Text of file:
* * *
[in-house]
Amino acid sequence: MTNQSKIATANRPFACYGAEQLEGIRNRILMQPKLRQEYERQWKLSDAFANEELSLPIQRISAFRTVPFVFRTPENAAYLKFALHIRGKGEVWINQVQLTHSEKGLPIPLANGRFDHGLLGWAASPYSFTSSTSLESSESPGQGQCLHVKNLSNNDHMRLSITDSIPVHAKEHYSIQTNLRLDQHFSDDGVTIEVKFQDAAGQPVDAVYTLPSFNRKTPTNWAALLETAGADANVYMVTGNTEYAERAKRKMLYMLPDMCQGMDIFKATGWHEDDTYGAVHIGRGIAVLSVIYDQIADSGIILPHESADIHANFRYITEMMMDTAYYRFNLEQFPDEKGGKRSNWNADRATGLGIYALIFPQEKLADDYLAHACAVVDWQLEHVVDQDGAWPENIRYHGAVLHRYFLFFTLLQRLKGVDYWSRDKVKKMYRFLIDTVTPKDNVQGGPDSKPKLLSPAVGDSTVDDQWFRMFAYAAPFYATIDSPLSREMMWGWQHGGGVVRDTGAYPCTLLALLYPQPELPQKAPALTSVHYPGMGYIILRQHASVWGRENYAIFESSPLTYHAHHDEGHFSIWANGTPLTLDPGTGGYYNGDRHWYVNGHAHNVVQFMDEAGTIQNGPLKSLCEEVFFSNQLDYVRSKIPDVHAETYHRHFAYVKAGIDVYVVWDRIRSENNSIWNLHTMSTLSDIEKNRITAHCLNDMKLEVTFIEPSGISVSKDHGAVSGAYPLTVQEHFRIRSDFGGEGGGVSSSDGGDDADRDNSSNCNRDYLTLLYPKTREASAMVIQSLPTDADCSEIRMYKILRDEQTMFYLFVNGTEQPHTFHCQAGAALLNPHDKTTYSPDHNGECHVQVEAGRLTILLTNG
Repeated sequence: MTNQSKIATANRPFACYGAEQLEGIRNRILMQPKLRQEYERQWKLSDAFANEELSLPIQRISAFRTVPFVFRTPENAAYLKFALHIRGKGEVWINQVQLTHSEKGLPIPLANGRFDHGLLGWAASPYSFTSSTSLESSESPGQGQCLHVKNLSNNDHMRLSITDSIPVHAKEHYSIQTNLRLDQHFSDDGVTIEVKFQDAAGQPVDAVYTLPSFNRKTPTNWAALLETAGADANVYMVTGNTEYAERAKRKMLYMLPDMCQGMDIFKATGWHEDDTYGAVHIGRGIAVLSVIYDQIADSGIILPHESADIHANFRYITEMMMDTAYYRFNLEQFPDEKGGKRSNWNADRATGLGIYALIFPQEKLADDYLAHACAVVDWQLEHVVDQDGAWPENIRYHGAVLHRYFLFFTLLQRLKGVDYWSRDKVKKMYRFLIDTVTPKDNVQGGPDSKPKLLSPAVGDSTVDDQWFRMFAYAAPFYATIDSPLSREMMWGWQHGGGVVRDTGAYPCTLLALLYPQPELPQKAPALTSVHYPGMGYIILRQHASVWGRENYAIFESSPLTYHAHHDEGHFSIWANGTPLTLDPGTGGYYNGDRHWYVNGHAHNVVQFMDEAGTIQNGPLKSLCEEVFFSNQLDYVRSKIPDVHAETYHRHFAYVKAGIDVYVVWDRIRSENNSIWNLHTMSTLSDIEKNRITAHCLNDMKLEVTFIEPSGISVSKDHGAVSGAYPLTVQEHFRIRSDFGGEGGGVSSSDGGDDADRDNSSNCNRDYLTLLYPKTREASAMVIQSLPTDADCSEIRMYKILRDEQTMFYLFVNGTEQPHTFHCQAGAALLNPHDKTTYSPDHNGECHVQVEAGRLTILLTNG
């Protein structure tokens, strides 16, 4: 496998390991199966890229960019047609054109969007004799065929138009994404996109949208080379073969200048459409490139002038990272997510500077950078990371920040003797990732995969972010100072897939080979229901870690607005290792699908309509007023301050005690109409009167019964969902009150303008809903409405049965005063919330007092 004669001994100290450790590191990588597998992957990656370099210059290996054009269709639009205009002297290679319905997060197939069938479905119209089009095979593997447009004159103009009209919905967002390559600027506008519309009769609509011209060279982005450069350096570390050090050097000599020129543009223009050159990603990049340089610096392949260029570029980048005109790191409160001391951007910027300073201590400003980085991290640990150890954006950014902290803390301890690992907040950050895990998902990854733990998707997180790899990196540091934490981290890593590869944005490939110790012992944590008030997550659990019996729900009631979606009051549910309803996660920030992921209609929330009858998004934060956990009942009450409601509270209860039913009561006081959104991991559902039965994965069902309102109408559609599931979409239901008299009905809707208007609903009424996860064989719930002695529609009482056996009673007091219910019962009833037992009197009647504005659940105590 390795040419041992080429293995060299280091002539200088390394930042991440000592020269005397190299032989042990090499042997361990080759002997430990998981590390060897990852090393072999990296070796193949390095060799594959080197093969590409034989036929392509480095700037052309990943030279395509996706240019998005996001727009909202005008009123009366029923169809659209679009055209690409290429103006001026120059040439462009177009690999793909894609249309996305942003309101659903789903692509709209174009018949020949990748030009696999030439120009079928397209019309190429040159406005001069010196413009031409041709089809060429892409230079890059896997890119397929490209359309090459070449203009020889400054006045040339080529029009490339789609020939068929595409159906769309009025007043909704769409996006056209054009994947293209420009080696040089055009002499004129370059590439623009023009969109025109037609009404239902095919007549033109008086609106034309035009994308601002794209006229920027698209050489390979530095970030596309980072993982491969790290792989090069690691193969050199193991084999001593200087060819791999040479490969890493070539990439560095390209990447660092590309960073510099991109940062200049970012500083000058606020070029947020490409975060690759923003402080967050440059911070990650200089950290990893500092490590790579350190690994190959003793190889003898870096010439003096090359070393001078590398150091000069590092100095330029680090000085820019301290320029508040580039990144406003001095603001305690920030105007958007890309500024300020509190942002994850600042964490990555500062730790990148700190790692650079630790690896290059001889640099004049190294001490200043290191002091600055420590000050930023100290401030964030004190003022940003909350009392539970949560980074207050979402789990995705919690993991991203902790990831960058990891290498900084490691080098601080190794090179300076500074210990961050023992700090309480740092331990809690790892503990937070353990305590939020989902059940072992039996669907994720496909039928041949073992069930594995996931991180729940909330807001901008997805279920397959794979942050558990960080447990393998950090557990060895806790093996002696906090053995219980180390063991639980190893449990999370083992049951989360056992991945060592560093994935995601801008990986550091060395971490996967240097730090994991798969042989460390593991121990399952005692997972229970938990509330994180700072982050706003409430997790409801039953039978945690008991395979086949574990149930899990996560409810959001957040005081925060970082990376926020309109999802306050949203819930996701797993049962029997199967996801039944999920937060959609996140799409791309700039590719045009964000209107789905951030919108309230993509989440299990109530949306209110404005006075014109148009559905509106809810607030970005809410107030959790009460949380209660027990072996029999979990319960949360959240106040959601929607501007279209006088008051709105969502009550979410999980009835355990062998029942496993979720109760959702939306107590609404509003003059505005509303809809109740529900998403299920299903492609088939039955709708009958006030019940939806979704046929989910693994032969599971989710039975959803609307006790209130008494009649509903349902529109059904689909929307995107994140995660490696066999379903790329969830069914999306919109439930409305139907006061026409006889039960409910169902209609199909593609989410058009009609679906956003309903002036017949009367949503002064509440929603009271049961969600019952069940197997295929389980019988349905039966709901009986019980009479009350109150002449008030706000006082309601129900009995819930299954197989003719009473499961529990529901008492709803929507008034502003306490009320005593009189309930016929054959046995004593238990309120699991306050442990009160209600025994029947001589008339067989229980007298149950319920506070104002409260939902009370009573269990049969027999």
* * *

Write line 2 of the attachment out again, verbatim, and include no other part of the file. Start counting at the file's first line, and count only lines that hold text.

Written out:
Amino acid sequence: MTNQSKIATANRPFACYGAEQLEGIRNRILMQPKLRQEYERQWKLSDAFANEELSLPIQRISAFRTVPFVFRTPENAAYLKFALHIRGKGEVWINQVQLTHSEKGLPIPLANGRFDHGLLGWAASPYSFTSSTSLESSESPGQGQCLHVKNLSNNDHMRLSITDSIPVHAKEHYSIQTNLRLDQHFSDDGVTIEVKFQDAAGQPVDAVYTLPSFNRKTPTNWAALLETAGADANVYMVTGNTEYAERAKRKMLYMLPDMCQGMDIFKATGWHEDDTYGAVHIGRGIAVLSVIYDQIADSGIILPHESADIHANFRYITEMMMDTAYYRFNLEQFPDEKGGKRSNWNADRATGLGIYALIFPQEKLADDYLAHACAVVDWQLEHVVDQDGAWPENIRYHGAVLHRYFLFFTLLQRLKGVDYWSRDKVKKMYRFLIDTVTPKDNVQGGPDSKPKLLSPAVGDSTVDDQWFRMFAYAAPFYATIDSPLSREMMWGWQHGGGVVRDTGAYPCTLLALLYPQPELPQKAPALTSVHYPGMGYIILRQHASVWGRENYAIFESSPLTYHAHHDEGHFSIWANGTPLTLDPGTGGYYNGDRHWYVNGHAHNVVQFMDEAGTIQNGPLKSLCEEVFFSNQLDYVRSKIPDVHAETYHRHFAYVKAGIDVYVVWDRIRSENNSIWNLHTMSTLSDIEKNRITAHCLNDMKLEVTFIEPSGISVSKDHGAVSGAYPLTVQEHFRIRSDFGGEGGGVSSSDGGDDADRDNSSNCNRDYLTLLYPKTREASAMVIQSLPTDADCSEIRMYKILRDEQTMFYLFVNGTEQPHTFHCQAGAALLNPHDKTTYSPDHNGECHVQVEAGRLTILLTNG